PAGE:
Top of the Class
On Wednesday, California's Department of Motor Vehicles released its annual report of self-driving car safety data, detailing how often autonomous vehicles created by companies like Uber, Tesla, Apple, and Waymo disengage their cars' self-driving mode and give control back to a human safety driver to avoid a crash or help the vehicle when its software gets confused.
The report shows a clear winner: on average, Waymo's self-driving cars drove autonomously for an eyebrow-raising 11,154.3 miles before a human took over — more than twice as far as GM, the second place finisher.
The number is impressive, but it but doesn't match the experience of Waymo passengers in Arizona, interviewed by Futurism, Ars Technica, and The Verge, who report frequent interventions from human drivers. And four experts cautioned us that the new figures in California might not tell the whole story — nevermind that the continued presence of safety drivers shows the vehicles aren't quite ready for prime time.
"I think the proof is in the pudding," Duke University engineer and autonomous vehicle expert Mary Cummings told Futurism. "Waymo is not driving without a safety driver either in California or in Arizona, even though they legally could, so they obviously do not trust these numbers either."
When Futurism contacted a Waymo spokesperson to ask about the incredibly low disengagement rate, the spokesperson sent a press release explaining the company's progress in teaching its autonomous vehicles to handle unusual scenarios that might have previously tripped up a vehicle's artificial intelligence.
Udacity founder and Stanford University engineer Sebastian Thrun told Futurism that Waymo's self-reported disengagement rate was "totally feasible."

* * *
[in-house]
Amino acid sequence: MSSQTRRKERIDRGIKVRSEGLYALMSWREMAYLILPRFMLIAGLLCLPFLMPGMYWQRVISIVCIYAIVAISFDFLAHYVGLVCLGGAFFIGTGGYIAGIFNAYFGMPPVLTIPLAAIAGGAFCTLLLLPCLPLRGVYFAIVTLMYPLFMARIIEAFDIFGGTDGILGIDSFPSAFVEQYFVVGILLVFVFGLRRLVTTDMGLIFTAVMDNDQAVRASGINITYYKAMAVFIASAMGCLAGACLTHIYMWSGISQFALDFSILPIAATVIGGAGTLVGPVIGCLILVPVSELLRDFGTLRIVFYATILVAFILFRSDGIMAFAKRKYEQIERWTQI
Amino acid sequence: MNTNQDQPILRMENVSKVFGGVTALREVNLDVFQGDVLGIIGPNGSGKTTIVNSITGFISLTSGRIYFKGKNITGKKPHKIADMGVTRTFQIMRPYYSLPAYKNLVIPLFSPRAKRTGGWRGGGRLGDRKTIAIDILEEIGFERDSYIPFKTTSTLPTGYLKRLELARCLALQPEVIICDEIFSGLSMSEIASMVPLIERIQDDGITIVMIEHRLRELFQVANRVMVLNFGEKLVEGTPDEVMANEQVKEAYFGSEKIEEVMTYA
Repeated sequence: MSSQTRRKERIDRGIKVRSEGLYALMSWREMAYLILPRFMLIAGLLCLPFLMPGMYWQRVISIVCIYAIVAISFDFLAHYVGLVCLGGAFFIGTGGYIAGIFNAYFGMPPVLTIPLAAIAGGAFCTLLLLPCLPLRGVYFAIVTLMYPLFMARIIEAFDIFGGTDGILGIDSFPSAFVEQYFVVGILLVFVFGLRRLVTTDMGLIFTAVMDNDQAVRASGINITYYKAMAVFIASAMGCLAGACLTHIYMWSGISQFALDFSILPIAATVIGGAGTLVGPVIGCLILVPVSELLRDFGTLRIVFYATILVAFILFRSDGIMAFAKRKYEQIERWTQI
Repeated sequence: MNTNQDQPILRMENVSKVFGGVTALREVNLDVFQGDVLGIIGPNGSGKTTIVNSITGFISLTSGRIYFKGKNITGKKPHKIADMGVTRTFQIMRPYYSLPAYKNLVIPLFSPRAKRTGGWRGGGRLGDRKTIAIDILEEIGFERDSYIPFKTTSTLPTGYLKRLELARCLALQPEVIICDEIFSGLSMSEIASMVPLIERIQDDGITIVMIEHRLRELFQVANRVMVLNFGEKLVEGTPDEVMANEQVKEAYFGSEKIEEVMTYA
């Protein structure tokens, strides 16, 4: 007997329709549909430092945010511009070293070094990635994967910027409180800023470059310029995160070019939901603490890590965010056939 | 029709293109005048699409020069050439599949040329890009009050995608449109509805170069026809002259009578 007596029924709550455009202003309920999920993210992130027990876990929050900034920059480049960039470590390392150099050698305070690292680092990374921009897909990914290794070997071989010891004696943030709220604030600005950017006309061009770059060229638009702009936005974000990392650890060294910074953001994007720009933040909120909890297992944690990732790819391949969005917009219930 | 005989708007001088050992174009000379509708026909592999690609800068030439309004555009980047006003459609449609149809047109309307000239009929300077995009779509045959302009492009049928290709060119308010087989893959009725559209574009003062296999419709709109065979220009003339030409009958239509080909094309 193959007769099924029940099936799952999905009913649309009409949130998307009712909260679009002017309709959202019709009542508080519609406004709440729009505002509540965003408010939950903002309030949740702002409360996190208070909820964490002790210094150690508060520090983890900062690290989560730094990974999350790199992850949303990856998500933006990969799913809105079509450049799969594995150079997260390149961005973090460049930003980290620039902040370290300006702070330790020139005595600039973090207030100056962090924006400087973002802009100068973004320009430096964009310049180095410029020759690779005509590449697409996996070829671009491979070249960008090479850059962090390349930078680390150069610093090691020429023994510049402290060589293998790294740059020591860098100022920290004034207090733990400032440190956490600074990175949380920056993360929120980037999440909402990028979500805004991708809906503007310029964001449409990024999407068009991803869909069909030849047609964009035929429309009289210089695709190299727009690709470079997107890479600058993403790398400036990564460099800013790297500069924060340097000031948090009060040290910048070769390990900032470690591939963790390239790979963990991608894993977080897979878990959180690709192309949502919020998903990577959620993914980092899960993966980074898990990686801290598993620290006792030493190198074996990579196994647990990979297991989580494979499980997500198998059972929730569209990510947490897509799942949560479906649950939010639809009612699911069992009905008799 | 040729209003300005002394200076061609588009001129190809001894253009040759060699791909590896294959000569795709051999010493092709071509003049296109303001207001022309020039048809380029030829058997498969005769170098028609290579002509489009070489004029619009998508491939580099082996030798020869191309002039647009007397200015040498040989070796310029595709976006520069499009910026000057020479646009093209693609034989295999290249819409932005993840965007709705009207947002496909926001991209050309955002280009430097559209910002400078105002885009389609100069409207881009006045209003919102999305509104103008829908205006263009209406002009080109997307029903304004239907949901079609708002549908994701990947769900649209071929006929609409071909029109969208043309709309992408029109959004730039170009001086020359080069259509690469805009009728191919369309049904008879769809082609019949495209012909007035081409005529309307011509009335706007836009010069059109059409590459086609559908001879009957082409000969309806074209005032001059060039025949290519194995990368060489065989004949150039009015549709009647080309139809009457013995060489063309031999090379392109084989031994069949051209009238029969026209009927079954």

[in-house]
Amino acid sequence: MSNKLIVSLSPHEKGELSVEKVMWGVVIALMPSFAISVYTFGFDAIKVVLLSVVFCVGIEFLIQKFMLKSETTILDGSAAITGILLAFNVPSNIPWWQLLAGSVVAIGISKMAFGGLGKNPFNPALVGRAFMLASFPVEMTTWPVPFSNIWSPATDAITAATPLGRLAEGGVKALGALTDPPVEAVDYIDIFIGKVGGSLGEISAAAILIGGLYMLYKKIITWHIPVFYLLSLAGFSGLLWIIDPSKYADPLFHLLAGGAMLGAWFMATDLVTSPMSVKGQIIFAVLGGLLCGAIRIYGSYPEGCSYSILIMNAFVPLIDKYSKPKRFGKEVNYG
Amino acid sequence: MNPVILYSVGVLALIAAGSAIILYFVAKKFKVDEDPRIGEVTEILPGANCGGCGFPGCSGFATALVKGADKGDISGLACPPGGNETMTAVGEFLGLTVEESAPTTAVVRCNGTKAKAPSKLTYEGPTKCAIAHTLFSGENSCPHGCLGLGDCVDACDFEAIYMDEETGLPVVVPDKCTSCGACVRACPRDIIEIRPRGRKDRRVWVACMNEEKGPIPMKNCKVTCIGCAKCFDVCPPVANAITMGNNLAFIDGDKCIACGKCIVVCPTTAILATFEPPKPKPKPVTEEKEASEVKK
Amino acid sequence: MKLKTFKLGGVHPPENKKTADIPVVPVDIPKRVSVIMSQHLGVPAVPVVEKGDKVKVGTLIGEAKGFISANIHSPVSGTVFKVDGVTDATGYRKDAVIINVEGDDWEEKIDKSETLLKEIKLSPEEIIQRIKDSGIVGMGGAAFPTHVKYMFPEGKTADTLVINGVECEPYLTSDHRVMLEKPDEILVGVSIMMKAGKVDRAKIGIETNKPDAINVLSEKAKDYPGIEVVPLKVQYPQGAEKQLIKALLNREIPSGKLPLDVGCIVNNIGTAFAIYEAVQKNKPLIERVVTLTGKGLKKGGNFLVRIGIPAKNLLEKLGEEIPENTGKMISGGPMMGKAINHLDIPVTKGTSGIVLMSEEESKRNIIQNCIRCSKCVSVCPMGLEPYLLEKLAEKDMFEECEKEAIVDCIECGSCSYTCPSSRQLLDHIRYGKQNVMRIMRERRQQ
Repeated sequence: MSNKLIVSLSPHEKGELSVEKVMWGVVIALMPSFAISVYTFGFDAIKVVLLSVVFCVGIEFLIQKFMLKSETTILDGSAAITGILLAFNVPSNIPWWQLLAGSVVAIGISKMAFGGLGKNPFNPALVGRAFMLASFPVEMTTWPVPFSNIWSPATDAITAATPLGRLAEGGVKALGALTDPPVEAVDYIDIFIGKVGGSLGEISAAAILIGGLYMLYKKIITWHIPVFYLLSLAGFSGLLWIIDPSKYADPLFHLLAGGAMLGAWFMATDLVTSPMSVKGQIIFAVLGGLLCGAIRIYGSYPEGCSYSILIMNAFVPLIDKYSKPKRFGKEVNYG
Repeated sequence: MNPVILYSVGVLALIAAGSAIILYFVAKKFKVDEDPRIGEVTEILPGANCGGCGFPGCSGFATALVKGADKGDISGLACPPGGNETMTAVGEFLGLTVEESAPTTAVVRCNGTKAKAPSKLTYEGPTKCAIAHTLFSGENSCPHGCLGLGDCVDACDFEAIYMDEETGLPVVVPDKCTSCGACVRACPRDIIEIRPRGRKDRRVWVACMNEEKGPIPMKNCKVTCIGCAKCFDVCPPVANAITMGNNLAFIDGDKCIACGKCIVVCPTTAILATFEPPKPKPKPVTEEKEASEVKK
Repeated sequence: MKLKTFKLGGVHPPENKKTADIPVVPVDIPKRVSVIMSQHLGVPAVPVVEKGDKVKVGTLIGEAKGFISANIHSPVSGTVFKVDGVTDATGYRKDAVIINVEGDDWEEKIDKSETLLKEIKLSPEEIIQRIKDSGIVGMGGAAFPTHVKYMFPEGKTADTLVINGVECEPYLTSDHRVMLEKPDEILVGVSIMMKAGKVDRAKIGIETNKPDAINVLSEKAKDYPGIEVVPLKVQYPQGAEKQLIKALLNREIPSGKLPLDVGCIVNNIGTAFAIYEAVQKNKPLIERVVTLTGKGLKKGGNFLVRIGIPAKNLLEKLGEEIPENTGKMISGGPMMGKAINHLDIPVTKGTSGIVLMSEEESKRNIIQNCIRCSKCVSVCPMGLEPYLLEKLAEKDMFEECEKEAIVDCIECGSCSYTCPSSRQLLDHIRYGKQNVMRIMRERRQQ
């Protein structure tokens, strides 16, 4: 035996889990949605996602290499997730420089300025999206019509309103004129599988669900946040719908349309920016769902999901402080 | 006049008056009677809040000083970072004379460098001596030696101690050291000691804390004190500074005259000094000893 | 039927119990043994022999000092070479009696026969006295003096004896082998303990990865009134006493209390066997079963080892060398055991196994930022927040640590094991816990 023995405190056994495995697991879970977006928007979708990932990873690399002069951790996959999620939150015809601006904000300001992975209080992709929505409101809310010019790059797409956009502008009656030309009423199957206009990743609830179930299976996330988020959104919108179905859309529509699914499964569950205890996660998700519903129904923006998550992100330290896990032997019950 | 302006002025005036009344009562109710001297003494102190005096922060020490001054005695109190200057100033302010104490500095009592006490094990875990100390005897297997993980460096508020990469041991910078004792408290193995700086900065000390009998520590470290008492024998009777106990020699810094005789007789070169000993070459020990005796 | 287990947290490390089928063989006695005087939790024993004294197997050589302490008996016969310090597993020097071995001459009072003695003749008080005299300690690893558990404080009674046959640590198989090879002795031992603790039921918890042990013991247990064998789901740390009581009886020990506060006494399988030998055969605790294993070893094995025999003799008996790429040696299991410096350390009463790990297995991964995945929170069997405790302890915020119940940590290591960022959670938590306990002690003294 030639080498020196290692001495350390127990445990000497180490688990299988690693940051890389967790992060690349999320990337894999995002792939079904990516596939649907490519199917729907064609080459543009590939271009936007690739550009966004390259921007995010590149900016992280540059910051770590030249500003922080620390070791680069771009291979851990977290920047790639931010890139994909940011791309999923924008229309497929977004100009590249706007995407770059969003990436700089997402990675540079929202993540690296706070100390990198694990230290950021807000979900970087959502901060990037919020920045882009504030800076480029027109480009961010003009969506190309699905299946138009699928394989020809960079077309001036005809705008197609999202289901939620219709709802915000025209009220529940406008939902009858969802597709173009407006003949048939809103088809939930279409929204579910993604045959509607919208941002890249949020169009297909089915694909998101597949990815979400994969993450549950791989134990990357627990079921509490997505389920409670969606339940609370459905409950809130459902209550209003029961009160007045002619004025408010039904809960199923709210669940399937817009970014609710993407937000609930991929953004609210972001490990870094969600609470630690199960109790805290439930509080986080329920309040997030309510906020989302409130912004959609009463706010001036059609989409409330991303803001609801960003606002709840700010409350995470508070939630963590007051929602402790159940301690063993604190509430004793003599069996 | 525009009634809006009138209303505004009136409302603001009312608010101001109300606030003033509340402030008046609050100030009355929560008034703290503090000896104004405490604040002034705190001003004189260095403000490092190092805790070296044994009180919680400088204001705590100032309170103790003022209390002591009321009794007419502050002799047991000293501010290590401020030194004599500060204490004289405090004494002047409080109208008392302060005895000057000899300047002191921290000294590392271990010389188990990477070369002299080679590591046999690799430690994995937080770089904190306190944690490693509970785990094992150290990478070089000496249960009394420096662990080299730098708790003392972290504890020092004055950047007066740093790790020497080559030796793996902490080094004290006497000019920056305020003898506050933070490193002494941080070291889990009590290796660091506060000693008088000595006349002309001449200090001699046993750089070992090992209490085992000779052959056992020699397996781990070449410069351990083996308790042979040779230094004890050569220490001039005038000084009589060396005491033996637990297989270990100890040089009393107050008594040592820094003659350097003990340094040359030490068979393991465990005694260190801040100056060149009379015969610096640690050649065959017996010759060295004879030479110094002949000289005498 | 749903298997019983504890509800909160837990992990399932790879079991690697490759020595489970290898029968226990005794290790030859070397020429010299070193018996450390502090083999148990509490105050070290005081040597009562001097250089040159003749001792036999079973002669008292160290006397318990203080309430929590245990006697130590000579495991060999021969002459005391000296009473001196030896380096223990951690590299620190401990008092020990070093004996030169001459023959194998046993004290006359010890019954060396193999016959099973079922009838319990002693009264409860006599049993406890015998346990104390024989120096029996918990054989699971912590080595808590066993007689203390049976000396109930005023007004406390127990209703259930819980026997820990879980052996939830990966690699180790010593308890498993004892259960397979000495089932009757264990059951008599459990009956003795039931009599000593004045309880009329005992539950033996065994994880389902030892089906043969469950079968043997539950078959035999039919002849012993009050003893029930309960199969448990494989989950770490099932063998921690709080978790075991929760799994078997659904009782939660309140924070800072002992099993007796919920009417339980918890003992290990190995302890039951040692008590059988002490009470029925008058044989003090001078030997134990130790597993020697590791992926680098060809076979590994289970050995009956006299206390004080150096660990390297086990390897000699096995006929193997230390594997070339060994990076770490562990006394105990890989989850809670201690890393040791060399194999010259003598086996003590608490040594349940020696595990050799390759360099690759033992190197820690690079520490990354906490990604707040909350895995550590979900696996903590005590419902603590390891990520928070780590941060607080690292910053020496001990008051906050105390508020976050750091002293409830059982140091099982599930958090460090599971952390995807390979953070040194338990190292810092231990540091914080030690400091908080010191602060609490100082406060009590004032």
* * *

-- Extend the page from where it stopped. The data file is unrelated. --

But these disengagement reports aren't the rigorous analyses that they seem to be at first glance, according to Wired, as each autonomous vehicle company collects and reports their own data, which are then compiled and compared side by side, even though each company may test using different metrics and standards.
A spokesperson from California's DMV told Futurism that the government reviews each company's data before publishing the annual report.
"The DMV carefully reviews all disengagement reports from manufacturers permitted to test autonomous vehicles in California," the spokesperson told Futurism. "When necessary, the DMV requests supplemental information and follows up with the permit holder to discuss our regulations and address concerns and clarify the contents of the report, as well as learn more about the company’s testing method and data collecting procedures."
When asked if the DMV had specifically verified Waymo's claim of over 11,000 miles driven per disengagement, the spokesperson said that the DMV's main focus has been making sure that each company filed a complete report.
And experts cautioned that the companies may not have been totally transparent about their tests.
"To be frankly honest, without knowing when or why the safety driver disengaged the self-driving capability or the context of the miles traveled (rain, snow, highway, city, etc.) it is difficult to interpret what 11,000-plus miles actually means," Lionel Robert, a self-driving car expert from University of Michigan, told Futurism. "This will continue to be a problem until the federal government steps up and standardizes some of these measures. Unfortunately, at this time we can just guess and that's not what we should be doing."
At press time, the Waymo spokesperson hadn't clarified the extent to which the government reviews disengagement data before publishing its annual report.
Take it For a Spin
"11,000 miles is feasible in carefully constructed environments with extremely detailed mapping and under low uncertainty cases, included no bad weather, typical traffic conditions, etc.," Cummings said. "But this metric can be quite deceiving since we have no idea of knowing what these conditions are."
Waymo's reported test results could show that the company excels in areas where others continue to struggle. They could also be the result of running self-driving cars on empty, well-paved roads during the daylight.
"Yes [Waymo's report] seems high, but then you have to look at the fleet size and what all the vehicles are doing," Jonathan P. How, an MIT aeronautics engineer and self-driving car researcher, told Futurism. "If many are driving in well-known relatively simple domains, then it might skew the results high. But I don't know much about why they might be so much higher."
Editor’s Note 2/14: This article has been updated to include an additional statement from California's Department of Motor Vehicles.
READ MORE: A New Robo-Car Report Card Isn't Quite What it Seems [Wired]
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